Experiments in animal models of mammary carcinogenesis suggest that fatty acids promote mammary tumors development. This effect depends first on the amount then on the type of fatty acids available. n-6 fatty acids such as linoleic acid generally stimulates mammary tumor growth, while n-3 fatty acids oppose this effect.

Conjugated diene fatty acids (CLA) inhibit mammary carcinogenesis when brought at elevated amount. There are limitations in using an animal model in the analysis between nutrition and colorectal cancers. This is ascribable to the following: firstly, the digestive tract of rodents if different from that of humans and secondly, the induction of colon cancer in these animals (chemical carcinogenesis, injection of cancerous cells or transgenesis) does not mimic human colon carcinogenesis.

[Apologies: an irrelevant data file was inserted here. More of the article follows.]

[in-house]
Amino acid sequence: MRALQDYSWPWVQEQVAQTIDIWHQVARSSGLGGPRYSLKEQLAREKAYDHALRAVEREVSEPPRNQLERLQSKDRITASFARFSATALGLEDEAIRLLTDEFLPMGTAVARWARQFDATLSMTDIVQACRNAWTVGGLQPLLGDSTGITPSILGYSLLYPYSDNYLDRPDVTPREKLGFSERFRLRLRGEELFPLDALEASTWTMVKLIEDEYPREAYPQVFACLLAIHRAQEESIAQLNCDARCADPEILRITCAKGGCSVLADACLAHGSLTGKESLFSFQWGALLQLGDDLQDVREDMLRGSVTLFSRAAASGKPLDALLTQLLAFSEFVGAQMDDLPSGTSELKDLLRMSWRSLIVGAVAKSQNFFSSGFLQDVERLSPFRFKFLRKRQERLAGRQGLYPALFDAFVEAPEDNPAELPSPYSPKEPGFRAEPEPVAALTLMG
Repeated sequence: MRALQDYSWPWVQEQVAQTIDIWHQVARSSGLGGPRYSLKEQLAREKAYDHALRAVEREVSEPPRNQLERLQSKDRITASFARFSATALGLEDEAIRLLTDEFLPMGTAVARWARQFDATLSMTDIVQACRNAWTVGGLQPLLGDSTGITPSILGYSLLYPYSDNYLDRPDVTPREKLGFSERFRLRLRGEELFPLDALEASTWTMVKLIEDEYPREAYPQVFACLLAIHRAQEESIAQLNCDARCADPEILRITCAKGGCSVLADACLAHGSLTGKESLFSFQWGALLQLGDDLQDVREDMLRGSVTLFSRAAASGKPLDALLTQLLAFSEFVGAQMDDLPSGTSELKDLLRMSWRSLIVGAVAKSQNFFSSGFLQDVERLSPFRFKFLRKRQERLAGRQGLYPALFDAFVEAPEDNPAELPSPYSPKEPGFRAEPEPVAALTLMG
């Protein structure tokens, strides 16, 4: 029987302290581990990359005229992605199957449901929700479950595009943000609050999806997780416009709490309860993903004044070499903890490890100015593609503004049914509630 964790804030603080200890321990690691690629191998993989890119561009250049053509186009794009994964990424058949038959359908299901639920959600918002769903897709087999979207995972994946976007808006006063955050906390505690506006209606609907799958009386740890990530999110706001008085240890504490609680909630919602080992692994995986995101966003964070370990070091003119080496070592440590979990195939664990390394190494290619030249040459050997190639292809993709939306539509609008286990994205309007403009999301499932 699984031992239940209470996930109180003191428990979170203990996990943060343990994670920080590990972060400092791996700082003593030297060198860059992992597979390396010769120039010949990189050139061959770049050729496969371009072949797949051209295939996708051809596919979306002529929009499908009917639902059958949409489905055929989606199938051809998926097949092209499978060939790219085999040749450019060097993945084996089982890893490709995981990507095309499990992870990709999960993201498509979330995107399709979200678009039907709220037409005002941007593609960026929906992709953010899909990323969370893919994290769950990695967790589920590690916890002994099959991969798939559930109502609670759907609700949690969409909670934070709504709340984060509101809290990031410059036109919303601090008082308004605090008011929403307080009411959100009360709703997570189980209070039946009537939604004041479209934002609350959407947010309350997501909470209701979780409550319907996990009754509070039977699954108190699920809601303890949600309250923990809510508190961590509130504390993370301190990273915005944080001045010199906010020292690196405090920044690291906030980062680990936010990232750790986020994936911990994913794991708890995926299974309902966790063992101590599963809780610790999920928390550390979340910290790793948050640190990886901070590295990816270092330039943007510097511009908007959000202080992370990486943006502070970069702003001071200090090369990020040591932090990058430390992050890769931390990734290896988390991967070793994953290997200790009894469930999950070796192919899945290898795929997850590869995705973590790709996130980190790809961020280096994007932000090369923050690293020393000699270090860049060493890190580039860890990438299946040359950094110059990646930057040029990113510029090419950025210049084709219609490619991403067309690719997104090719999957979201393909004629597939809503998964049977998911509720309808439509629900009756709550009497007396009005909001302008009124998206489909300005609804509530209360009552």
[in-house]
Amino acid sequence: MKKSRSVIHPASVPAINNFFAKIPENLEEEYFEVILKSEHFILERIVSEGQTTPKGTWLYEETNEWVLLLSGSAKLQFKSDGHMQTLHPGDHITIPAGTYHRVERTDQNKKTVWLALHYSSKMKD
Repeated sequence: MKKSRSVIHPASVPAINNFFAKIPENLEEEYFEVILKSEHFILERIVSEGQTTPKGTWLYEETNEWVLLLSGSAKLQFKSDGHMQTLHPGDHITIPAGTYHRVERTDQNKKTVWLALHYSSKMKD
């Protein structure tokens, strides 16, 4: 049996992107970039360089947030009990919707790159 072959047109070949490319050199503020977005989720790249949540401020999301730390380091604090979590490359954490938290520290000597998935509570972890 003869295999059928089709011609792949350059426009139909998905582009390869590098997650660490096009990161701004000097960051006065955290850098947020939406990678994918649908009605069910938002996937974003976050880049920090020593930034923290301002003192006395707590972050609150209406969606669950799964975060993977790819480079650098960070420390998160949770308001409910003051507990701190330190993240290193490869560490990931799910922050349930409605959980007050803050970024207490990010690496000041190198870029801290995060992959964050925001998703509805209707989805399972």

However, on the basis of numerous published data, some important correlations have arisen that could generate hypotheses and guide new epidemiological/interventional and experimental studies.

In these animal models it appears that an adequate supply of n-3 PUFAs and oleic acid in food may exert a protective effect at all stages of colon carcinogenesis.

On the other hand, an excessive consumption of n-6 PUFAs and of saturated fatty acids could promote colon cancers.